Many different people have many different theories on what should be used to kill mold.
Some people will recommend bleach. Not only can this be unsafe to use in your home to kill mold, but there have also been studies that suggest it's not useful in penetrating porous surfaces.
Other people may suggest vinegar, which can be great but may not kill all species of mold.
And then you have mold remediation professionals who use some toxic chemicals that work well.
But how about a disinfectant that you may already have in your home?
Does hydrogen peroxide kill mold?
In this article, we will explore if hydrogen peroxide (h2h2) can be used to get rid of mold within the home and what you should know before using it.
The common belief is that 3% Hydrogen Peroxide can be used to kill mold. While this is true to a certain extent, 7% and 13.4 % (which is not yet approved by the FDA) Hydrogen Peroxide has been scientifically proven to kill mold more effectively in a quicker amount of time.
In 2008 the CDC released guidelines that indicated that 3% Hydrogen Peroxide is useful as a disinfectant but not quite as clear results as an antimicrobial solution.
A separate study done by a German company in 2010 indicated a significant reduction of mold spores in a highly contaminated building environment using 5-6% Hydrogen Peroxide.
There have been no studies done on the effectiveness of H2H2 on every single genus of mold. However, there haven't been studies on every indoor mold spore type with any antimicrobial solution on the market, so you would expect that it works well on many different spore types.
Bottom line is:
3% Hydrogen Peroxide should be used to remove mold or mildew on the surface on non-porous surfaces. Still, it should be at a higher percentage when used in a mold-contaminated environment.
Just like anything else, too much of one thing is never good. Caution should be taken if using high concentrations of Hydrogen Peroxide.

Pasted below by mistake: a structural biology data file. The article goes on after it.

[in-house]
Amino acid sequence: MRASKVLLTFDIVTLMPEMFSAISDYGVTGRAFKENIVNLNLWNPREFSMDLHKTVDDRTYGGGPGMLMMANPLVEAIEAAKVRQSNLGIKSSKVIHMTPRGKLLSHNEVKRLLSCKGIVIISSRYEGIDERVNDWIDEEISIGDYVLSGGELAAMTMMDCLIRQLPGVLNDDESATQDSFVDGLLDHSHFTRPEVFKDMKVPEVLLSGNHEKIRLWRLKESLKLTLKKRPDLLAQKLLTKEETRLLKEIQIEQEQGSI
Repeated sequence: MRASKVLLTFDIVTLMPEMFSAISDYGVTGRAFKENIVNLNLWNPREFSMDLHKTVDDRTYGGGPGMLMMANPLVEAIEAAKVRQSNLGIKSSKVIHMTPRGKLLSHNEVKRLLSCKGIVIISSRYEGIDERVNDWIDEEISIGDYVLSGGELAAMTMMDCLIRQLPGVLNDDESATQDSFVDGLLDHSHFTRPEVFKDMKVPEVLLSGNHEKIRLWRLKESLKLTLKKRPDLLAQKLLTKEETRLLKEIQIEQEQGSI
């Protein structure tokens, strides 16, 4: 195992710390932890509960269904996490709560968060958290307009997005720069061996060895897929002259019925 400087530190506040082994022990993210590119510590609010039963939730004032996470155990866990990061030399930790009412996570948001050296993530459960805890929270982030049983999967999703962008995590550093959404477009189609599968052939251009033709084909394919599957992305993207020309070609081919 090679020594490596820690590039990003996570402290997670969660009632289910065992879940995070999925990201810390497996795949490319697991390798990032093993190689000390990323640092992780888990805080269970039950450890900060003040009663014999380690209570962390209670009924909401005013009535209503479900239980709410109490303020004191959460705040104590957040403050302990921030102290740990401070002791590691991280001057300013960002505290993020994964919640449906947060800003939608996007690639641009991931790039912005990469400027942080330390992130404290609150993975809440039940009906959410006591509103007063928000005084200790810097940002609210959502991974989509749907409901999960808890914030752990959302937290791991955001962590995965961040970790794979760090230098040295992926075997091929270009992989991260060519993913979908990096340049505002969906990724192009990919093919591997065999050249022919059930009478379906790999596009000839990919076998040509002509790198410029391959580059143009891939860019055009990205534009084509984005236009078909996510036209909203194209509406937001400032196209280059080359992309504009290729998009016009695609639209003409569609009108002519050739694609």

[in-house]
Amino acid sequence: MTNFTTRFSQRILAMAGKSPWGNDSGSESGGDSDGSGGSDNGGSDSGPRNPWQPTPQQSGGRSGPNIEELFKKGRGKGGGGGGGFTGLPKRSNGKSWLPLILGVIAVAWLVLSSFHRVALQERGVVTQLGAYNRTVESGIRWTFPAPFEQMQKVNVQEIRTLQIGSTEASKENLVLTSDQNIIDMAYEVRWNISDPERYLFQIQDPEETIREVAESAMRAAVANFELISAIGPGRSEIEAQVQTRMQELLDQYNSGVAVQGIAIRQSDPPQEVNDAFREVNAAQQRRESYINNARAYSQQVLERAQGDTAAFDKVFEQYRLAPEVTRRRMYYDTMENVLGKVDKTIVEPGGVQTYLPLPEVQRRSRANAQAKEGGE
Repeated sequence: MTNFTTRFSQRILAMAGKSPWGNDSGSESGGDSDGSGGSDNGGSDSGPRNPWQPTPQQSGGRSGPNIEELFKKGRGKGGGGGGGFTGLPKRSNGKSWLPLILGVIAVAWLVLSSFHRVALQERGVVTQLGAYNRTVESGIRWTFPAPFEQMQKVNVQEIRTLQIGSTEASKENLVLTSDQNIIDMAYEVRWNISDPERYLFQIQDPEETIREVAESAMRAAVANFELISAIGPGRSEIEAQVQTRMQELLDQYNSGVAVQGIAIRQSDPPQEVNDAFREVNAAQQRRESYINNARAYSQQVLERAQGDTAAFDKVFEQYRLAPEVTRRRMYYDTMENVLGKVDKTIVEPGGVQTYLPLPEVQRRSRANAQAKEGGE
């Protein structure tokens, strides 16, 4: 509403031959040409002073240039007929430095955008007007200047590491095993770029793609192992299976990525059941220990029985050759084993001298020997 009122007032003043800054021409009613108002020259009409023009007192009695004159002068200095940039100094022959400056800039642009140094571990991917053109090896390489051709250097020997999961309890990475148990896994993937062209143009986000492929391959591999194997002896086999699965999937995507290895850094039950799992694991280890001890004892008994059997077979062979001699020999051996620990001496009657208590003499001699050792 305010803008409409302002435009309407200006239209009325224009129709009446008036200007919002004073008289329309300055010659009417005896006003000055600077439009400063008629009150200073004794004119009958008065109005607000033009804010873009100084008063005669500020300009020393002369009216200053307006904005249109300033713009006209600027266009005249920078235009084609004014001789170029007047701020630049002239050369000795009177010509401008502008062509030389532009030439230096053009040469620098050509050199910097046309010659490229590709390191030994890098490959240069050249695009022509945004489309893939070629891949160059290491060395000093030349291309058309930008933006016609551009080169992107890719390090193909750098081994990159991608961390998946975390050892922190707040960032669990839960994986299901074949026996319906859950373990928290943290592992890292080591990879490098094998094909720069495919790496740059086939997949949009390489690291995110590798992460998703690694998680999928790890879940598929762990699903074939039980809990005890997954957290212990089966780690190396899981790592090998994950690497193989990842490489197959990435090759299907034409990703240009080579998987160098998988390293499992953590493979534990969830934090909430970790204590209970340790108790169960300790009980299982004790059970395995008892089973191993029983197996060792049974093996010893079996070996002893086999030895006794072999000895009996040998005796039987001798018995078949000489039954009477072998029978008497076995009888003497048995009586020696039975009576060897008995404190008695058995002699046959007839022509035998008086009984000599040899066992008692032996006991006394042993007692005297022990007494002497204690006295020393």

It has been reported that high concentrations of Hydrogen Peroxide on the skin can cause irreparable skin damage.
If you are not educated on the effects of higher than 3% Hydrogen Peroxide, you should only not be using it.
All labels should be thoroughly read before using it.
During clinical studies, there was no evidence that Hydrogen Peroxide kills black mold (scientific term Stachybotrys). While Hydrogen Peroxide has been known to kill mold it should not even be attempted to kill black mold because black mold can affect humans regardless if it’s dead or alive. If water damage extensive enough is present in a home that it has black mold, mold remediaton will need to take place.
By just killing black mold with any solution including Hydrogen Peroxide, the indoor living areas can be compromised by the mold colonies being disturbed and then aerosolized.
If you decide you want to use Hydrogen Peroxide to remove mold on non-porous surfaces such as plastic or metal, it is quite simple to do. You can simply do the following steps:
Hydrogen Peroxide has been used for years in many different medical capacities and is in many household solutions.
However, there are many advantages to using Hydrogen Peroxide instead of other solutions for mold clean-up such as:
Yes, Hydrogen Peroxide is proven to kill some types of mold, and it is one of the solutions that will cause the least amount of ill effects on humans.
While there are other options available, Peroxide is safe to use, inexpensive, and can be used as a disinfectant to kill other bacteria and viruses.